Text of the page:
DeepNash, an artificial intelligence (AI) agent is mastering Stratego, the Game-playing AI is advancing to a new level

DeepNash uses a novel approach, based on game theory and model-free deep reinforcement learning. Its play style converges to a Nash equilibrium, which means its play is very hard for an opponent to exploit. So hard, in fact, that DeepNash has reached an all-time top-three ranking among human experts on the world’s biggest online Stratego platform, Gravon.

Dec 2, 2022 - 07:44
Dec 2, 2022 - 08:16
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DeepNash, an artificial intelligence (AI) agent is mastering Stratego, the Game-playing AI is advancing to a new level
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DeepNash, an artificial intelligence (AI) agent is mastering Stratego, the Game-playing AI is advancing to a new level

DeepNash learns to play Stratego from scratch by combining game theory and model-free deep RL

Game-playing artificial intelligence (AI) systems have advanced to a new frontier. Stratego, the classic board game that’s more complex than chess and Go, and craftier than poker, has now been mastered. Published in Science, we present DeepNash, an AI agent that learned the game from scratch to a human expert level by playing against itself. 

DeepNash uses a novel approach, based on game theory and model-free deep reinforcement learning. Its play style converges to a Nash equilibrium, which means its play is very hard for an opponent to exploit. So hard, in fact, that DeepNash has reached an all-time top-three ranking among human experts on the world’s biggest online Stratego platform, Gravon. 

Board games have historically been a measure of progress in the field of AI, allowing us to study how humans and machines develop and execute strategies in a controlled environment. Unlike chess and Go, Stratego is a game of imperfect information: players cannot directly observe the identities of their opponent's pieces.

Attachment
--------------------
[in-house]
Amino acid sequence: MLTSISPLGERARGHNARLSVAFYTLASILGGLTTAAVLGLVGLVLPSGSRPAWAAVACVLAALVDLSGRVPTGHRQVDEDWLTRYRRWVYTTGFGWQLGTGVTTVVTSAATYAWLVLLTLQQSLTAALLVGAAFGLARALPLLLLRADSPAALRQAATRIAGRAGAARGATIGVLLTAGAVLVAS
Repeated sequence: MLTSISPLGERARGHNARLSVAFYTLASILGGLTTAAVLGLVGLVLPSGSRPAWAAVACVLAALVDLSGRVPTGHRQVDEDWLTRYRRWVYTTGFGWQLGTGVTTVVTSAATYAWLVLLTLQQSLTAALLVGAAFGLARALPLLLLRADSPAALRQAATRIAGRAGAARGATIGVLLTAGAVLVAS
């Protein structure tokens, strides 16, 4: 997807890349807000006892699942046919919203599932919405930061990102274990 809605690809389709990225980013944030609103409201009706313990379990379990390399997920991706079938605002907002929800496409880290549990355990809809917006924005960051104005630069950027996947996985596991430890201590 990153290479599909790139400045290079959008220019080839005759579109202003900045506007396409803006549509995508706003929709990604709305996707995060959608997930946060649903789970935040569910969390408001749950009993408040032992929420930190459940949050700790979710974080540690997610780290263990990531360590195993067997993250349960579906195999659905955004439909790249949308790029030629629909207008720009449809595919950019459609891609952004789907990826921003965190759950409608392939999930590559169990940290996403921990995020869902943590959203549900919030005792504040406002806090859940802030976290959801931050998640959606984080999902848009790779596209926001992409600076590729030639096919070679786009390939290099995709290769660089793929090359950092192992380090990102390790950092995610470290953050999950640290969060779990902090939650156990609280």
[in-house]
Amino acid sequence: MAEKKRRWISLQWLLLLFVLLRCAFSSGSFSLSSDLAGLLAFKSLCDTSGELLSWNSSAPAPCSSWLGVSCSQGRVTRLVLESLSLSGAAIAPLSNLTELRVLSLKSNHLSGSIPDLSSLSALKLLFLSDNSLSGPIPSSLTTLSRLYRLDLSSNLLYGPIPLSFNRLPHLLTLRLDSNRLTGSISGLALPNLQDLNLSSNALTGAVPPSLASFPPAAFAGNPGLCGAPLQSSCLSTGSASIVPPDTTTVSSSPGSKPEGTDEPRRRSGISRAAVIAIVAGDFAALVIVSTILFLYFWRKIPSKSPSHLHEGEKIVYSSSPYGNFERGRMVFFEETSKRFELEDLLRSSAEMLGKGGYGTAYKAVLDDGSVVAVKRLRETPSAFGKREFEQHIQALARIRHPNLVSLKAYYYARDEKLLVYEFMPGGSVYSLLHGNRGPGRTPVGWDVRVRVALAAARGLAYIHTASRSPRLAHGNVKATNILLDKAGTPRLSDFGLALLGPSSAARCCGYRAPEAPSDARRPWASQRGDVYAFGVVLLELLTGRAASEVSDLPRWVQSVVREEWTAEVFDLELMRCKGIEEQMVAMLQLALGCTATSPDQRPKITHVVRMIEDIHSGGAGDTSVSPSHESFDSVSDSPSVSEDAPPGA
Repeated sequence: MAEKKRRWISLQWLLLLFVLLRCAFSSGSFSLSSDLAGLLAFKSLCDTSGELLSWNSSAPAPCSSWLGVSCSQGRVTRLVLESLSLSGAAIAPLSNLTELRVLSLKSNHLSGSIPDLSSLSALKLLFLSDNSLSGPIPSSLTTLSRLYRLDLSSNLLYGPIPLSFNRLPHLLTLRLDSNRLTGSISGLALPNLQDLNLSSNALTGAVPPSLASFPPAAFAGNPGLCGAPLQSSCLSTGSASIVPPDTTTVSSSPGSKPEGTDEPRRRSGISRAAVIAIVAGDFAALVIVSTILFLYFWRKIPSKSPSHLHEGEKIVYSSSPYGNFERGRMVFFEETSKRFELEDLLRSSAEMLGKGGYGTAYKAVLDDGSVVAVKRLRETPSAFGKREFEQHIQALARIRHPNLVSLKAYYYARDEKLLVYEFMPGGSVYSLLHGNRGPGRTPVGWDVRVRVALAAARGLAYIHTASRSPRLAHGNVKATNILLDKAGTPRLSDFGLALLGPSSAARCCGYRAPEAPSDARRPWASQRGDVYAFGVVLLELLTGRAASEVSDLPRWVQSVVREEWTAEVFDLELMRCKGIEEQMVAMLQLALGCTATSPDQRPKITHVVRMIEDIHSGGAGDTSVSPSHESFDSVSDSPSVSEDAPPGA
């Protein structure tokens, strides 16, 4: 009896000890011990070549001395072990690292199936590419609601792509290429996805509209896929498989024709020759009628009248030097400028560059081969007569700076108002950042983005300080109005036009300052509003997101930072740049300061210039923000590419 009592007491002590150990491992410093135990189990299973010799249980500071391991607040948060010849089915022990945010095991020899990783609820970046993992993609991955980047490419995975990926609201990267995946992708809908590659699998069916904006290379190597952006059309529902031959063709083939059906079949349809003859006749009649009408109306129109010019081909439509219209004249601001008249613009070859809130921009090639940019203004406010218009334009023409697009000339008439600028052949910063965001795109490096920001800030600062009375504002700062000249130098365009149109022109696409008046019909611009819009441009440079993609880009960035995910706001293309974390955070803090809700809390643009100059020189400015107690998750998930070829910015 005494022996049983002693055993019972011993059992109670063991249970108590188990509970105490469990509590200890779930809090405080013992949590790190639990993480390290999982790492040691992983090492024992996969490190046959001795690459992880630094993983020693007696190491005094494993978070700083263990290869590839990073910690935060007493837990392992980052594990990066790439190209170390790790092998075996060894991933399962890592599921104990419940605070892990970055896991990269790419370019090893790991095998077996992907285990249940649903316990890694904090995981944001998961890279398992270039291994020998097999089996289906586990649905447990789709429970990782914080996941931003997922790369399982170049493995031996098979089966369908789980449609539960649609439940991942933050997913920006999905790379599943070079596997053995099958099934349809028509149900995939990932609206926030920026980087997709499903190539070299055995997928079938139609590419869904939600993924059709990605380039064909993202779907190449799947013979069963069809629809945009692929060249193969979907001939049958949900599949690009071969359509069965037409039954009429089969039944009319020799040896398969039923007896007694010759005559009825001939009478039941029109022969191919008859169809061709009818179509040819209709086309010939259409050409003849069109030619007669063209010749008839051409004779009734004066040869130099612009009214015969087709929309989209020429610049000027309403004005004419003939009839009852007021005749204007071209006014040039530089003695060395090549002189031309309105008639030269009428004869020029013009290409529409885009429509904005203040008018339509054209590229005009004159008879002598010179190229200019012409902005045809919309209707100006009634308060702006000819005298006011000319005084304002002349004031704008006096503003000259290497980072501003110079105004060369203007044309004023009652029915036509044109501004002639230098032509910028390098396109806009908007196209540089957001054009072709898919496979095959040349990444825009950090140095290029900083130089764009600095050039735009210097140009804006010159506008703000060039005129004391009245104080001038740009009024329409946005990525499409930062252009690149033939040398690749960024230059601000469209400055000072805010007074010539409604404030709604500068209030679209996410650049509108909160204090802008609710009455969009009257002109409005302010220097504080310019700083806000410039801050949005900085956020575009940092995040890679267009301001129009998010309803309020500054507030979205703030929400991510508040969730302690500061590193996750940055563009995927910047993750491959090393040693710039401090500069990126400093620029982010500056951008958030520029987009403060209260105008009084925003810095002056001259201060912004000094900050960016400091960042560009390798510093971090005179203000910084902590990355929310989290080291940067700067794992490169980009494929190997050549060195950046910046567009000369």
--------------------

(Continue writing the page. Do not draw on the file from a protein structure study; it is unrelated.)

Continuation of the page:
This complexity has meant that other AI-based Stratego systems have struggled to get beyond amateur level. It also means that a very successful AI technique called “game tree search”, previously used to master many games of perfect information, is not sufficiently scalable for Stratego. For this reason, DeepNash goes far beyond game tree search altogether. 

The value of mastering Stratego goes beyond gaming. In pursuit of our mission of solving intelligence to advance science and benefit humanity, we need to build advanced AI systems that can operate in complex, real-world situations with limited information of other agents and people. Our paper shows how DeepNash can be applied in situations of uncertainty and successfully balance outcomes to help solve complex problems.

Getting to know Stratego

Stratego is a turn-based, capture-the-flag game. It’s a game of bluff and tactics, of information gathering and subtle manoeuvring. And it’s a zero-sum game, so any gain by one player represents a loss of the same magnitude for their opponent.

Stratego is challenging for AI, in part, because it’s a game of imperfect information. Both players start by arranging their 40 playing pieces in whatever starting formation they like, initially hidden from one another as the game begins. Since both players don't have access to the same knowledge, they need to balance all possible outcomes when making a decision – providing a challenging benchmark for studying strategic interactions. The types of pieces and their rankings are shown below.

Left: The piece rankings. In battles, higher-ranking pieces win, except the 10 (Marshal) loses when attacked by a Spy, and Bombs always win except when captured by a Miner.
Middle: A possible starting formation. Notice how the Flag is tucked away safely at the back, flanked by protective Bombs. The two pale blue areas are “lakes” and are never entered.
Right: A game in play, showing Blue’s Spy capturing Red’s 10.

Information is hard won in Stratego. The identity of an opponent's piece is typically revealed only when it meets the other player on the battlefield. This is in stark contrast to games of perfect information such as chess or Go, in which the location and identity of every piece is known to both players.

The machine learning approaches that work so well on perfect information games, such as DeepMind’s AlphaZero, are not easily transferred to Stratego. The need to make decisions with imperfect information, and the potential to bluff, makes Stratego more akin to Texas hold’em poker and requires a human-like capacity once noted by the American writer Jack London: “Life is not always a matter of holding good cards, but sometimes, playing a poor hand well.”

The AI techniques that work so well in games like Texas hold’em don’t transfer to Stratego, however, because of the sheer length of the game – often hundreds of moves before a player wins. Reasoning in Stratego must be done over a large number of sequential actions with no obvious insight into how each action contributes to the final outcome.

Finally, the number of possible game states (expressed as “game tree complexity”) is off the chart compared with chess, Go and poker, making it incredibly difficult to solve. This is what excited us about Stratego, and why it has represented a decades-long challenge to the AI community.

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